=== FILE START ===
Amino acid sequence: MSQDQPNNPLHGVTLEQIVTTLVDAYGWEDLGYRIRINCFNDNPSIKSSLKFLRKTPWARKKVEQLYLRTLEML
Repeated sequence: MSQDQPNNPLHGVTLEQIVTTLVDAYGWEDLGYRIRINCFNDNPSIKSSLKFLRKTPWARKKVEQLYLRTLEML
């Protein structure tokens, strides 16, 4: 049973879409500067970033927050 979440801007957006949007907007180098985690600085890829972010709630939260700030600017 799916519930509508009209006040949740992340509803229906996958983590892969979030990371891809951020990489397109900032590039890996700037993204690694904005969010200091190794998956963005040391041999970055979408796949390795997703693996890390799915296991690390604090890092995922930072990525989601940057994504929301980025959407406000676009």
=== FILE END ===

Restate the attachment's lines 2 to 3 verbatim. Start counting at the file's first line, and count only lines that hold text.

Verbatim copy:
Repeated sequence: MSQDQPNNPLHGVTLEQIVTTLVDAYGWEDLGYRIRINCFNDNPSIKSSLKFLRKTPWARKKVEQLYLRTLEML
């Protein structure tokens, strides 16, 4: 049973879409500067970033927050 979440801007957006949007907007180098985690600085890829972010709630939260700030600017 799916519930509508009209006040949740992340509803229906996958983590892969979030990371891809951020990489397109900032590039890996700037993204690694904005969010200091190794998956963005040391041999970055979408796949390795997703693996890390799915296991690390604090890092995922930072990525989601940057994504929301980025959407406000676009």